About 10,000 of these documents are explicitly required not to be crawled. Further investigation is left as an exercise for the reader.


By now, we can focus back on our original objective and extract the first component of each path. Each matching will be increased only once per file. This is similar to the document frequency. Here is my top ten:


The exact results will depend on which character you include in your regular expression and your objectives (e.g., only extract directory names).

Lists quality

The same experiment was performed with another subset from Common Crawl. After extraction of the hostnames, a comparison with the other subset was done. The similarity between the two lists was measured using the Jaccard Index. This index is in the range [0, 1] where 1 is high similarity (identity) and 0 for not sharing any element (disjoint). For the two hostname lists, an index of 0.27 was found. This is reasonably what one would expect with a majority of different websites but some large websites that are shared (the regular expression used captures all URLs found, including in the response content, and not only the crawled URLs).

The same similarity measure was performed against the Disallow wordlist extracted from both sets. Below is a plot of the result:


The top N words of both lists is plotted against their Jaccard index. At the early stage, the top 100 share a high level of similarity (~0.88). This level decreases while increasing the size of the subset. Three vertical lines have been plotted which represent the threshold for the number of occurrences within the first set. When at least ten occurrences of a word have been found, both lists still share a relatively high level of similarity.

How many words to keep?

Based on the results above, only a certain amount of the top words may be kept for our final list. In reality, there is a trade-off between how many requests one is able to send (time/network constraint) and the benefit of finding a hidden resource.

Personally, I prefer to run an almost unlimited list during the full time frame rather than taking the chance to miss a resource. (If some SSH keys are accessibles within the ~huang directory, I do not want to slip over them).


Here are some limitations worth noticing for this exercise. First, the algorithms used are not optimised at all. Obvious improvements exist but one objective of this post was to show that such an experiment requires less than one hundred lines of scripting, mainly reusing available tools.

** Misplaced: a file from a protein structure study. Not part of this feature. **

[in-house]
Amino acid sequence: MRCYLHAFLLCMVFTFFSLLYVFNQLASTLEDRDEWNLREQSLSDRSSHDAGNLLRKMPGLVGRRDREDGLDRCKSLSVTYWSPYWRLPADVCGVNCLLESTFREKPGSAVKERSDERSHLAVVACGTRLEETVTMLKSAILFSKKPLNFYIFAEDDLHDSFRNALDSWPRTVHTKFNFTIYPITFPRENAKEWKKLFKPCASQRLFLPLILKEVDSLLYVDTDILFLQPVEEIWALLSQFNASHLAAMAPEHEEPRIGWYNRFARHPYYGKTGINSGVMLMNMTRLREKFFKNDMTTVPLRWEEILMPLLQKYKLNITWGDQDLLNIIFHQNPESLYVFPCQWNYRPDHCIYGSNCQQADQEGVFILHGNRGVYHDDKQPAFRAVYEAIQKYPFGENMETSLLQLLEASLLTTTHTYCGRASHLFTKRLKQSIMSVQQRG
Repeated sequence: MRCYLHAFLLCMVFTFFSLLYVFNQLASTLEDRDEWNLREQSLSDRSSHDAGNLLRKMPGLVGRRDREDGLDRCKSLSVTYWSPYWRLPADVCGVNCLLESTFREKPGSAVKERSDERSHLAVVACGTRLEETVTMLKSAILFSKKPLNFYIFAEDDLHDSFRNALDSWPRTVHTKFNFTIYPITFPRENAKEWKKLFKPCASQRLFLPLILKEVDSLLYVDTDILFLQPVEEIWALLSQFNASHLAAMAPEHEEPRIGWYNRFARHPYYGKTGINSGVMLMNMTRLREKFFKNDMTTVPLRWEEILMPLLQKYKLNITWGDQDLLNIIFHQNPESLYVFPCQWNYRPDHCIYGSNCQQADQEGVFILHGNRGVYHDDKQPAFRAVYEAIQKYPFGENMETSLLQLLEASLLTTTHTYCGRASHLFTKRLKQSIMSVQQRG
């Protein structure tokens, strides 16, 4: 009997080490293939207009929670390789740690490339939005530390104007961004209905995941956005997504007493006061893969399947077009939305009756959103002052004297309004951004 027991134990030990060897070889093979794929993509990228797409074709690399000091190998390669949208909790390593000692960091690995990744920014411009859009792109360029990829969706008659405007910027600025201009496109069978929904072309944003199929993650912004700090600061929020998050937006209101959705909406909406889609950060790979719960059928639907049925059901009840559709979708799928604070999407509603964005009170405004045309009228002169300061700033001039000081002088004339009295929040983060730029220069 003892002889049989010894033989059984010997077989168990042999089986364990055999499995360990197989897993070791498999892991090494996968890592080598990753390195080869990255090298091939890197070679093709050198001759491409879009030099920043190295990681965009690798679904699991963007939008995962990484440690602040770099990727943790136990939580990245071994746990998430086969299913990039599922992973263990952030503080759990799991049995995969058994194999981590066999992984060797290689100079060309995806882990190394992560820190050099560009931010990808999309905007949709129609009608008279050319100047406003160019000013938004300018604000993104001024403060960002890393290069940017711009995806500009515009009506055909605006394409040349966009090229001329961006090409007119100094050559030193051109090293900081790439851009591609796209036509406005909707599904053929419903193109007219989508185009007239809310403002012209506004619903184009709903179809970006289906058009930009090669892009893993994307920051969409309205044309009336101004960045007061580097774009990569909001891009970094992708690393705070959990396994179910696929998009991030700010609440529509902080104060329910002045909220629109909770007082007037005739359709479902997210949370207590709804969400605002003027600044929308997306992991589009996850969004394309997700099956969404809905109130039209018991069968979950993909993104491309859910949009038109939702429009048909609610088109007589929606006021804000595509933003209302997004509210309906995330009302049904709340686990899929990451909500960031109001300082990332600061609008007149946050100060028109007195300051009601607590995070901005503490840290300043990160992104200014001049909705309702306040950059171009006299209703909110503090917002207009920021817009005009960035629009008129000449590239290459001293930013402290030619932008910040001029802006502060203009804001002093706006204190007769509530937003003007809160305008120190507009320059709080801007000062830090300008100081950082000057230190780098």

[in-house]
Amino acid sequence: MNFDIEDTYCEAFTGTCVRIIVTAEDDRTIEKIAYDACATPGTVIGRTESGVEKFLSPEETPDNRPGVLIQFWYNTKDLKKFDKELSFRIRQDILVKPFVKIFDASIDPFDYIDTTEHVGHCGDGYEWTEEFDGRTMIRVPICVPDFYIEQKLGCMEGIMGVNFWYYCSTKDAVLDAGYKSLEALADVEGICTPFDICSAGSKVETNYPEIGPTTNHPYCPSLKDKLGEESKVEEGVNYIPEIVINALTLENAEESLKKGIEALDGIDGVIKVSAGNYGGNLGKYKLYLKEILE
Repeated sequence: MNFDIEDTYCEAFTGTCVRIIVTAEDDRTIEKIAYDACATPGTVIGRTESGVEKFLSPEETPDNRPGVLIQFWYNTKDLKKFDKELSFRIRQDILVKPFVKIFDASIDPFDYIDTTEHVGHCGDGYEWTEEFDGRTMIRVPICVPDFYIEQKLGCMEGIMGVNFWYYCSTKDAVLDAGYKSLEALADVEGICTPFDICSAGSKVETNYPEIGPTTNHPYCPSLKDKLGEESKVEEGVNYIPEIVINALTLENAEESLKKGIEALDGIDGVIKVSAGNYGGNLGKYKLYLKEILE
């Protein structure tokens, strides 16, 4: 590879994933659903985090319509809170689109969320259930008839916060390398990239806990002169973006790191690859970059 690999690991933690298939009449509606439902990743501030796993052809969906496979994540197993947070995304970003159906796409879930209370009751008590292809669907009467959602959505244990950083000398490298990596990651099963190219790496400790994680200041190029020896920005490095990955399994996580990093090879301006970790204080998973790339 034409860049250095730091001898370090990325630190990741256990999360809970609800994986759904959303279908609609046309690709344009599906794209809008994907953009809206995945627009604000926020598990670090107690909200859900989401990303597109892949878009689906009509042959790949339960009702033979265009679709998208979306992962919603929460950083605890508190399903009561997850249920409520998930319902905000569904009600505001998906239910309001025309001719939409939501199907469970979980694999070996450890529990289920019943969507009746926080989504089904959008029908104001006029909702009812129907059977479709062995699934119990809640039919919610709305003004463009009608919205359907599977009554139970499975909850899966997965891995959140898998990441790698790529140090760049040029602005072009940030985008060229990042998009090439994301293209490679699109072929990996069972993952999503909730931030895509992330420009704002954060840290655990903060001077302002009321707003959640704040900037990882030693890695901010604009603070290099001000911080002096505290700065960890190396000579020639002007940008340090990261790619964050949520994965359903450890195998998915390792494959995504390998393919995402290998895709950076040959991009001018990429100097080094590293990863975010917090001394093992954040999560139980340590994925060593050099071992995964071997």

Secondly, the hostnames visited highly depend on the crawling strategy of Common Crawl. Since based on the open source project Nutch, it is unlikely that a known bias exists. I did not read the source code of Nutch to confirm such assumption.

Thirdly, some irrelevant duplicates may appear which will artificially boost the score of some words. This is especially true for domains with multiple subdomains. At this stage, I simply implemented a blacklist on the biggest domains (*.blogspot.*, *.wordpress.com, etc.).

Fourthly, I only focused on the first component of the page for extraction. It is obvious that the remaining part is of high interest as well. For instance, one may build a Markov chain to estimate the likelihood of the next subpath depending on the current one.

Finally, only the Disallow directives were parsed. Other useful information may be generated from the aggregation of the other directives.


As we have seen, the use of robots.txt is not without consequences. In the simplest cases, it will reveal restricted paths and the technology used by your servers. But with further investigations, one may find acknowledgment that some content should not be there.

From a defender perspective, two common fallacies remain. First, that robots.txt somewhat is acting as an access control mechanism. Secondly, their content will only be read by search engines and not by humans. I hope this post has shown you why these are wrong and what impact such assumptions might have.